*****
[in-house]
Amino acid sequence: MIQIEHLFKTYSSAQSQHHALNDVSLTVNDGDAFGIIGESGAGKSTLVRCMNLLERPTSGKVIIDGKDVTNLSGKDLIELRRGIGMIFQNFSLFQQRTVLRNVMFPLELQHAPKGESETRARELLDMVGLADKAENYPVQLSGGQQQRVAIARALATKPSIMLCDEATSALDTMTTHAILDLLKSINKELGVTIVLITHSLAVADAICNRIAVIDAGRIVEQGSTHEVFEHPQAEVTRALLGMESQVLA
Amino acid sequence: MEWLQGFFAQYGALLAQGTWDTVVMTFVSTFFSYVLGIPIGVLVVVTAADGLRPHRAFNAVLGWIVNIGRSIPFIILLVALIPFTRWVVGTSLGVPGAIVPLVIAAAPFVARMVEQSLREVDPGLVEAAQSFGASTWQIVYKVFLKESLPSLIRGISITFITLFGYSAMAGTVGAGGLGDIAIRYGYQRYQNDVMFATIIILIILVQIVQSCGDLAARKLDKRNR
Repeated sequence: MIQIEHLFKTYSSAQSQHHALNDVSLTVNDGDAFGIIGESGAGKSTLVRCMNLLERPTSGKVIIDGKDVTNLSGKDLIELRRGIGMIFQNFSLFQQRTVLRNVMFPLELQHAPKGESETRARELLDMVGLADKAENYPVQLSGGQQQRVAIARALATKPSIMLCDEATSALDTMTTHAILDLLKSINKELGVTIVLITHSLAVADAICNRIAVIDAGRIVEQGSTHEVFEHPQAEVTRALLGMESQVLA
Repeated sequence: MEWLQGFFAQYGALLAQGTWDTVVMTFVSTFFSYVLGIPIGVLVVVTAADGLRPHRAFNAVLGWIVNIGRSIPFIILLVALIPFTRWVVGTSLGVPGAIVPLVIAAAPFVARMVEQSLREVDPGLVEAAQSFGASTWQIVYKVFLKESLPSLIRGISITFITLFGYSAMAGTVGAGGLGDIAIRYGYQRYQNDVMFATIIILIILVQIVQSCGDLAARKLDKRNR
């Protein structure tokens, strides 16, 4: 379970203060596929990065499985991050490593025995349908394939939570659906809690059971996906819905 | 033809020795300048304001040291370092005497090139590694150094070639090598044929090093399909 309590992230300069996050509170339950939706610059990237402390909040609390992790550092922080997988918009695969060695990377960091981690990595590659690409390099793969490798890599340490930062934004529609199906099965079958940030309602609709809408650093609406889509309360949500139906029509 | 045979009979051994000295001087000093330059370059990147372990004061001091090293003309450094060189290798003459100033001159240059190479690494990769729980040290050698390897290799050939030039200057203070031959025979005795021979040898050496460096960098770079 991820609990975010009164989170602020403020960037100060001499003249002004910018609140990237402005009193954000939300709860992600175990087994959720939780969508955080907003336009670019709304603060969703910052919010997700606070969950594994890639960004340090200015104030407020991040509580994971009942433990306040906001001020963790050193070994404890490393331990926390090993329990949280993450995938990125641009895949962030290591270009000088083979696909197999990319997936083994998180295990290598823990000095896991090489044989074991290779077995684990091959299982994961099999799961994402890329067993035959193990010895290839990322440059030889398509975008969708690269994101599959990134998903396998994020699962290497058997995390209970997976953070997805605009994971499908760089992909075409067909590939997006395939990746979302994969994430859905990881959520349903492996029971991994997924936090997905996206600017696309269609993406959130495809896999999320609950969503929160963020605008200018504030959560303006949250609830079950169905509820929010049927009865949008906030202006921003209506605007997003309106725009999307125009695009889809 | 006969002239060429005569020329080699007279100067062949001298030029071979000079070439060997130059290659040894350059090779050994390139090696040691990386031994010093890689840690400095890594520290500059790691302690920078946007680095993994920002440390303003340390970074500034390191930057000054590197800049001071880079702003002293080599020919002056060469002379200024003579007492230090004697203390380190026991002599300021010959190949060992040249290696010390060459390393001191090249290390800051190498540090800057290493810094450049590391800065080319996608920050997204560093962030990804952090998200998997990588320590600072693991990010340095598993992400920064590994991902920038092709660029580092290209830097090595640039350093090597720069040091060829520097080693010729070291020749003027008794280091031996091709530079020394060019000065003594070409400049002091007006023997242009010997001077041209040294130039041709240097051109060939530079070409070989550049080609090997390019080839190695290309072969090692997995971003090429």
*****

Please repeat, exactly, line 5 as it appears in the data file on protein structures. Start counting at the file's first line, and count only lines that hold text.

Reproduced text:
Repeated sequence: MEWLQGFFAQYGALLAQGTWDTVVMTFVSTFFSYVLGIPIGVLVVVTAADGLRPHRAFNAVLGWIVNIGRSIPFIILLVALIPFTRWVVGTSLGVPGAIVPLVIAAAPFVARMVEQSLREVDPGLVEAAQSFGASTWQIVYKVFLKESLPSLIRGISITFITLFGYSAMAGTVGAGGLGDIAIRYGYQRYQNDVMFATIIILIILVQIVQSCGDLAARKLDKRNR